Driver who ran over a basketball player in Harlesden has appeal denied
Abdiweil Gedi ran over Jamal Ali in his Range Rover
A driver who ended the career of a semi-professional basketball player when he ploughed into him during a violent street brawl today failed in an appeal against his sentence.
Abdiweli Gedi, 20, of Llewellyn Road, Bermondsey, ran into Jamal Ali outside The Lodge bar, in Harlesden High Street, in November 2009.
Gedi was convicted last May at the Old Bailey of causing grievous bodily harm and three counts of trying to cause GBH to other men he ran over - and was sentenced to six-and-a-half years in prison.
He appealed today, but his case was thrown out of court by Lord Justice Pill, Mr Justice Owen and Judge Andrew Patience QC at the Court of Appeal.
Lord Justice Pill told how a fight had broken out between rival groups of men near The Lodge bar, in Harlesden, around 4am on November 1, 2009.
Gedi, who had not been involved, got into a hired Range Rover and deliberately ran down three men, fortunately not causing any serious injury.
- 1 'Strictest' headteacher to be documentary subject
- 2 Baby among three rescued from Willesden flat fire
- 3 Jailed: North London members of Essex drugs supply network
- 4 'Extremely dangerous' men convicted after girl kidnapped and raped
- 5 Call for investment in 'joke' Harlesden park
- 6 Second man charged with fatal stabbing of Emmanuel Odunlami
- 7 Police officer sacked after she 'failed' woman murdered by husband
- 8 The Queen’s Platinum Jubilee flypast: Where, and when, the planes will fly over north and east London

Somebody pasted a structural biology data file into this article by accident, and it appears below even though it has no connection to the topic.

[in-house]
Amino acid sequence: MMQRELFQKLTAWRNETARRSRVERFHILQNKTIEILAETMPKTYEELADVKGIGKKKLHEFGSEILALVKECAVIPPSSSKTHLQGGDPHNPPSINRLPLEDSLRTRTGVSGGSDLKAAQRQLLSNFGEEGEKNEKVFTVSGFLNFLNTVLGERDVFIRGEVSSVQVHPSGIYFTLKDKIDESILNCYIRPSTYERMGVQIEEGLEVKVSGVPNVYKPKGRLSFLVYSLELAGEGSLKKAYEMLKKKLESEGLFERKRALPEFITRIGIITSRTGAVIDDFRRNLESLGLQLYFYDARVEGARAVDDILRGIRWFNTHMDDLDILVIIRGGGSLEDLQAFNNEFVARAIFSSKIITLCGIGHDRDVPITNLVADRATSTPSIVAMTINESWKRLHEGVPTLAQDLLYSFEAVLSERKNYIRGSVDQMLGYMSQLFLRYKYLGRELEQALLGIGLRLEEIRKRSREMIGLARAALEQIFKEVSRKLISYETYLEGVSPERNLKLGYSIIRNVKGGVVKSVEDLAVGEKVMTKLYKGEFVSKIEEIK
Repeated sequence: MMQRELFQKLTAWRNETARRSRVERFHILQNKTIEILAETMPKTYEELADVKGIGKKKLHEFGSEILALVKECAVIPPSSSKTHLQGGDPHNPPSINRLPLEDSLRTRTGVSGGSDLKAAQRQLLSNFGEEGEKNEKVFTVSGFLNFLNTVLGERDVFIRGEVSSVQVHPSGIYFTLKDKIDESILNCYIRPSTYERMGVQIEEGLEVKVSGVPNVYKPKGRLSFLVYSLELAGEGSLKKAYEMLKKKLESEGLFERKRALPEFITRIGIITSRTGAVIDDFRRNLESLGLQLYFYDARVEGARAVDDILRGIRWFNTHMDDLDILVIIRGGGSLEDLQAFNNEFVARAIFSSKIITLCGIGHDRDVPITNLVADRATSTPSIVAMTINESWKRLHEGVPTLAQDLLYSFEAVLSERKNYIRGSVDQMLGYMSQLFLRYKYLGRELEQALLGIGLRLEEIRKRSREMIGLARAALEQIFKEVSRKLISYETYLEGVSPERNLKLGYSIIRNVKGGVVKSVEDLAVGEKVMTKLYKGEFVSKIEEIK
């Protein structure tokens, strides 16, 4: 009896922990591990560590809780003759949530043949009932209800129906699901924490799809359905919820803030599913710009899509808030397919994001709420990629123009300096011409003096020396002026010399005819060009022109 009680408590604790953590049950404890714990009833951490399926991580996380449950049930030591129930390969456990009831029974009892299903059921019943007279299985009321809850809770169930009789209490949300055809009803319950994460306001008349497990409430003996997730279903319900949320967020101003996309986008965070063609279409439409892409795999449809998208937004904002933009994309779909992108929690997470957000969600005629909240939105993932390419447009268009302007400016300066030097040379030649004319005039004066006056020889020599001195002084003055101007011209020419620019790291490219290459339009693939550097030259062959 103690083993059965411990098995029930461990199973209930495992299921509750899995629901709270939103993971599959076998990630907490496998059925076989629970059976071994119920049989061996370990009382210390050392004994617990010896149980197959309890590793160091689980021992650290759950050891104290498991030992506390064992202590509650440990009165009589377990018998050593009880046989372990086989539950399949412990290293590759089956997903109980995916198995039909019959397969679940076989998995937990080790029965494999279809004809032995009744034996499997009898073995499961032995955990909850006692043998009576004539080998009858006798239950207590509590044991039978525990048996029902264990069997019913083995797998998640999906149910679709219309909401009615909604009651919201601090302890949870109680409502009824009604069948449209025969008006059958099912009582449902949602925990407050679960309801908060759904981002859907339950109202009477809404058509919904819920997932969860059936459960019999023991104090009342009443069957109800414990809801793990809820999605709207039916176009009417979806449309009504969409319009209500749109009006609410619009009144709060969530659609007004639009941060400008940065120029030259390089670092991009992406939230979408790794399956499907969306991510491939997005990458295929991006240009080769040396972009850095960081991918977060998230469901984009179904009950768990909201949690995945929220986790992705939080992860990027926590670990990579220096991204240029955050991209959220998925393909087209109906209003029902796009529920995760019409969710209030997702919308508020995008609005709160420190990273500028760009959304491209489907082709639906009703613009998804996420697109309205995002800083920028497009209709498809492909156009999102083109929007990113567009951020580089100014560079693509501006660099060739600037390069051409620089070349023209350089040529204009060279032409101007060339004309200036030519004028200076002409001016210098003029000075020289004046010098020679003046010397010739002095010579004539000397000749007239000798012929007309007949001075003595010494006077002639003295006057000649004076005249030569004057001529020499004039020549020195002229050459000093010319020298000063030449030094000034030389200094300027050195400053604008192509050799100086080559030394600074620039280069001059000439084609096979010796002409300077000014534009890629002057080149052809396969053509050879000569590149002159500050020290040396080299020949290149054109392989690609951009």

- 9 Labour accused of 'power grab' move over committee appointments
- 10 Can you answer these 10 GCSE questions designed for 16-year-olds?
But, after driving a short distance away, he turned the car around and returned, running into Mr Ali, who had been punched into the road in the fight.
He was struck and dragged 20 yards, causing serious injuries to his head, chest and liver and ending his semi-professional basketball career.
Sentencing Gedi, the Old Bailey judge said he had used the car as a ‘potentially lethal weapon’, ignoring the risk of seriously injuring someone.
Today, his lawyers argued that the sentence was too long for a first-time offender who had acted impulsively.
Lord Justice Pill said: “The seriousness of these offences must be marked by a sentence of substantial length. Severe though this sentence was, it was, in our judgment, justified in the circumstances of the case.”